Preparatory Activities

Prior to going to the field, faculty and students reviewed the available literature on Sabah, in general, and on the Bajau, Dusun, and Iranun, in particular. They also took a crash course in Bahasa Melayu under the auspices of Prof. Emilita Cruz of the UP Department of Linguistics.

A pre-field visit to Kota Kinabalu and Kota Belud was conducted in the middle of February 2007 by Prof. Nestor Castro and one of the students, Mr. Jessie Varquez. They made courtesy visits to the Muzium Sabah, the Roman Catholic Diocese of Kota Kinabalu, the Institut Linguistik SIL, the Mahkamah Anak Negeri of Sabah, and the School of Social Sciences of Universiti Malaysia Sabah.

The entire research team arrived in Kota Kinabalu, Sabah on April 23, 2007 and stayed in the Stella Maris Parish Church in Tanjung Aru for a few days before proceeding to Kota Belud. The group visited the Muzium Sabah to look into its ethnographic, archaeological, and historical collections. In Kota Belud, the researchers set up their quarters at the SIU Motel in Kuala Abai. They were welcomed there by the Ketua Daerah (district chief) of the Tempasuk area of Kota Belud and the Ketua Anak Negeri (native chiefs) covering the three research areas. They gave the UPAFS delegation a briefing about the research areas. After the briefing session, the students divided themselves into three groups and immediately planned their research schedule together with the native chiefs.

Field Exercises

As a field methods class, the students were exposed to various exercises aimed at improving their research skills. These exercises were as follows:

A. In Social Anthropology:

1. Life story writing

2. Kinship charting

3. Key word listing

4. Linguistic domain analysis

B. In Ethnoarchaeology:

1. Ethnohistorical research

2. Heirloom biography

3. Material culture inventory

4. Craft standardization analysis

The outputs of the students' exercises were short essays and mini-researches on the following topics:

A. Life Stories

1. Biliara a Uyag-uyag: A Story of Love of an Iranun Woman (by Denzil Buenaventura);

2. Life Story: Faizal bin Sagindek, Kampung Dudar (by Ma. Carmela Protacio);

3. Life Story: Francis bin Sungkin (by Marian Rica Lodripas):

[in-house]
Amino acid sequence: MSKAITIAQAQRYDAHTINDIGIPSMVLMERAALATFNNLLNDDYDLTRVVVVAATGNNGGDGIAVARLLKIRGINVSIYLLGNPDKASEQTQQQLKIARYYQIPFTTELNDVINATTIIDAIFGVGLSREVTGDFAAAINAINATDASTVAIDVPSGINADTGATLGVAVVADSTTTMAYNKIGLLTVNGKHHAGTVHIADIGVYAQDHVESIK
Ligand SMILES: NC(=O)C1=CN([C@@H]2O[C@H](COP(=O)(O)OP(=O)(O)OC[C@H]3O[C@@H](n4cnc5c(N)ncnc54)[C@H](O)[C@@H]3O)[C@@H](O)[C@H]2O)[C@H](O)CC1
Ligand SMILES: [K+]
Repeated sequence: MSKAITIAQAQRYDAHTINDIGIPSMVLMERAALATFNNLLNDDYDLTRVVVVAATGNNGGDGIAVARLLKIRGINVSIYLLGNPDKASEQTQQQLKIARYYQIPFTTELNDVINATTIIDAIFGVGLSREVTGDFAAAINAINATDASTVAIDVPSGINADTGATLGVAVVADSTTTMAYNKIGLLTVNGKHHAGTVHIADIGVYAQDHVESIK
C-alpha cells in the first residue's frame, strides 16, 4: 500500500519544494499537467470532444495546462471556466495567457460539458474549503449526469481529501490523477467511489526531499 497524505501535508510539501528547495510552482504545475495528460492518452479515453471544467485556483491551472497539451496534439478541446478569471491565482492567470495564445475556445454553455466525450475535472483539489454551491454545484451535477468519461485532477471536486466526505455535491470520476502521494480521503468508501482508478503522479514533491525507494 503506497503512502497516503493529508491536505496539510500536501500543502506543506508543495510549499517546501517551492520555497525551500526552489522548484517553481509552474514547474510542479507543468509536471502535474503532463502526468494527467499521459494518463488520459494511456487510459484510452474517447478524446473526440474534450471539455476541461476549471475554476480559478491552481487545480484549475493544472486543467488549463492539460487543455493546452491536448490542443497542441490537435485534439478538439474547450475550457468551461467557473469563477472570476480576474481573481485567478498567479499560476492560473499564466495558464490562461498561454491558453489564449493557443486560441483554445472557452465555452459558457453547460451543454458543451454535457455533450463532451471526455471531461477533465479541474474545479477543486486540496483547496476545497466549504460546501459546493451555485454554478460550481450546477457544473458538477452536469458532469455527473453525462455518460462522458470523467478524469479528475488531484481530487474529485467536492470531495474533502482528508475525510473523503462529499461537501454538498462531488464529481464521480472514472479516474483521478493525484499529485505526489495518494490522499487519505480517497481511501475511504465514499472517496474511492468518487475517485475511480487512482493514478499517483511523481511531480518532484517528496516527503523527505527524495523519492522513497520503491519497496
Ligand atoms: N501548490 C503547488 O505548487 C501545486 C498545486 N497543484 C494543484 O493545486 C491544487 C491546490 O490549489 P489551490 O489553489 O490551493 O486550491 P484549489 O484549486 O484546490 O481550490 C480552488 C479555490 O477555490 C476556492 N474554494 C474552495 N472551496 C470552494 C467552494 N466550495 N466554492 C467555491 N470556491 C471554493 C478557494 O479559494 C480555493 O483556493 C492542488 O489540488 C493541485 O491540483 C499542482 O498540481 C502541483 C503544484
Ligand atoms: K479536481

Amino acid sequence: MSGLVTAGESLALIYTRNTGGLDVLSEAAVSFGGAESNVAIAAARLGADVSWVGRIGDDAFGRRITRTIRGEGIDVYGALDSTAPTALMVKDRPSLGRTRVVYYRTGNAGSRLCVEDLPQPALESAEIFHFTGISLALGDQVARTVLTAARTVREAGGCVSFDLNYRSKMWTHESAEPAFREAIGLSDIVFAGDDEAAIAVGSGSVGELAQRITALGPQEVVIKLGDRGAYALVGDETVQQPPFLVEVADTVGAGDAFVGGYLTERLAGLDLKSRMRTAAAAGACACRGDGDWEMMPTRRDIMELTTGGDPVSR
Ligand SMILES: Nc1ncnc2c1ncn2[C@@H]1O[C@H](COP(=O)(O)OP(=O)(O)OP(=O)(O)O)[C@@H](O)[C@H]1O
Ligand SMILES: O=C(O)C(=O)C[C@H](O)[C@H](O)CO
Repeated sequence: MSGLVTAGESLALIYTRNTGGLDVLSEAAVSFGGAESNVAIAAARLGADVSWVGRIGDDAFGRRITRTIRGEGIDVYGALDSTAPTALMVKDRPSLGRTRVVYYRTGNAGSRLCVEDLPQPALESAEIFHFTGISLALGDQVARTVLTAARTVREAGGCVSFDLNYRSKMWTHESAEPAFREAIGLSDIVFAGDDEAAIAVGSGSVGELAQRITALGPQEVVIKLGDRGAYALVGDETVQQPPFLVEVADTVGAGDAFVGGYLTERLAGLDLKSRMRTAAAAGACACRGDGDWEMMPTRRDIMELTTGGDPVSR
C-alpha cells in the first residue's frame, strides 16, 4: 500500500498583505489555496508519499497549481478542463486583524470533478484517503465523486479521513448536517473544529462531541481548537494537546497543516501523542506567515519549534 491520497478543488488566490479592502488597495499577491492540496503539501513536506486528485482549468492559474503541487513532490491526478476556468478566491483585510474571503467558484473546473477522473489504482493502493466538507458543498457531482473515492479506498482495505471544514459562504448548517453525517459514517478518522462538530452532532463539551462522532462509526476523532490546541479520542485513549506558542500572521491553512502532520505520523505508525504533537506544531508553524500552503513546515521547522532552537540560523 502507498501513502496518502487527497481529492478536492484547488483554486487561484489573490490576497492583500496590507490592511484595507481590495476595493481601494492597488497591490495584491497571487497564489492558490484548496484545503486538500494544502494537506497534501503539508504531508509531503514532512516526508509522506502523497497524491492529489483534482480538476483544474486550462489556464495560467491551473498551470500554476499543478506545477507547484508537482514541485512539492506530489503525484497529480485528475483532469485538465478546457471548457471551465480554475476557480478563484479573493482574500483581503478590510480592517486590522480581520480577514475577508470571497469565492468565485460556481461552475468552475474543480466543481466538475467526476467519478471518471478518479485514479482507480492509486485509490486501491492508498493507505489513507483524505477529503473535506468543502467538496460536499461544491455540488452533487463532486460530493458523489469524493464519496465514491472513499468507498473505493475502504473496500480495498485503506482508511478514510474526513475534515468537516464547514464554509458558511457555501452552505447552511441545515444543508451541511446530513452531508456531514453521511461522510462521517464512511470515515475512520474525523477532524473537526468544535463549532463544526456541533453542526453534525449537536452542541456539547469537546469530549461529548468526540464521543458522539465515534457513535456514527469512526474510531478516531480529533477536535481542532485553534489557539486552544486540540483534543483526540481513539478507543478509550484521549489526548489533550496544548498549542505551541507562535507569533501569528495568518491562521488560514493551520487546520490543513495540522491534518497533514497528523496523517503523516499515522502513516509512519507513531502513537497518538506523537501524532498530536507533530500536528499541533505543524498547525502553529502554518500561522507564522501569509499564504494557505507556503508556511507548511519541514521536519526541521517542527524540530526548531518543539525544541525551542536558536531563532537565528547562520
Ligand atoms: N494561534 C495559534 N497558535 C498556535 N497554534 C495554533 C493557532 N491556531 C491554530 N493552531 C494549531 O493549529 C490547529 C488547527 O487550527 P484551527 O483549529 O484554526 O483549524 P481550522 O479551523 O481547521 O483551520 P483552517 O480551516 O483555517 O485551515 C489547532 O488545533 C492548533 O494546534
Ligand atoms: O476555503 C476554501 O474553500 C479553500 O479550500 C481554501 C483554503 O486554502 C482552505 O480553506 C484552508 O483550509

4. Life Story: Hardi Sagindek, Kampung Dudar (by Ma. Gabriela Aparentado);

5. Malaysian Iranun Cikgu: Story of Ha-Fizah (by Rodelio Gagwis);

6. Seeking Refuge: Life Story of Incik Kahar bin Sinalindo (by Alvin Tengonciang);

7. Tearful Past, Joyful Present: The Life of a Filipino Migrant in Kota Belud, Sabah, Malaysia (by Jessie Varquez); and

8. Tukang Parang (by Irene Justine Agbayani).

B. Research Papers on Bahasa Melayu Gender and Sexuality Keywords:

1. A Preliminary Study on Gender and Gender Categories: Sabah, Malaysia (by Louielyn Joy Morada and Frances Keith Cortes);

2. Appeal and Attraction in Sabah, Malaysia (by Irene Justine Agbayani and Sachi Maio Panganiban);

3. Bahasa Melayu Keywords on Courtship and Sexual Strategies (by Fatima Gay Molina and Kimmy Rose Roan);

4. Kebiasaan (by Alvin Tengonciang and Rodelio Gagwis);

5. Keywords: Sex Organs and Genitalia in Sabah, Malaysia (by Diana Josefa San Jose and Cyril Santos);

6. Lust and Desire Domain (by Jessie Varquez and Denzil Buenaventura);

7. Melayu Keywords Related to Sexuality (by Marian Rica Lodripas and Ma. Carmela Aparentado); and

8. Sexuality Keywords in Partnering and Relationships (by Maria Gabriela Aparentado, Abigail Faith Luistro, and Roxanne Gale Villaflor).

C. Linguistic Domain Analvses

1. Domain Analysis: Emotions (by Fatima Gay Molina and Kimmy Rose Roan);

2. Domain Analysis: Market (by Marian Rica Lodripas and Frances Keith Cortes); and

3. Panginseda' (by Alvin Tengonciang and Rodelio Gagwis).

D. Essays on Ethnohistory

1. Ethnohistory of Sungai Dudar (by Marian Rica Lodripas and Frances Keith Cortes);

2. Ethnohistory: The Pulutan River (by Maria Carmela Aparentado, Abigail Faith Luistro, and Roxanne Gale Villaflor);

3. Ethnohistory: The Story Behind the Betel Nut (by Fatima Gay Molina and Kimmy Rose Roan);

4. Gold and Sand (by Alvin Tengonciang and Rodelio Gagwis); and

5. Shared Culture, Defined Boundaries: The Ethnohistory of Kampung Kota Peladok (by Jessie Varquez and Denzil Buenaventura).

E. Essays on Material Culture Studies

1. A Glimpse of the Gong-Making Industry in Sabah (by Ma. Carmela Protacio, Abigail Faith Luistro, Roxanne Gale Villaflor, Marian Rica Lodripas, Ma. Gabriela Aparentado, Fatima Gay Molina, and Kimmy Rose Roan);

2. A Survey of Material Culture: Kampung Pantai Emas, An Iranun Village (by Alvin Tengonciang, Rodelio Gagwis, Jessie Varquez, and Denzil Buenaventura);

3. Material Culture of Kampung Dudar (by Ma. Carmela Protacio, Abigail Faith Luistro, Roxanne Gale Villaflor, Marian Rica Lodripas, Ma. Gabriela Aparentado, Fatima Gay Molina, and Kimmy Rose Roan); and

4. Material Culture Inventory of Kampung Tahun Gusi (by Diana Josefa San Jose, Cyril Santos, Louielyn Joy Morada, Frances Keith Cortes, Irene Justine Agbayani, and Sachi Maio Panganiban).

F. Essays on Heirloom Biography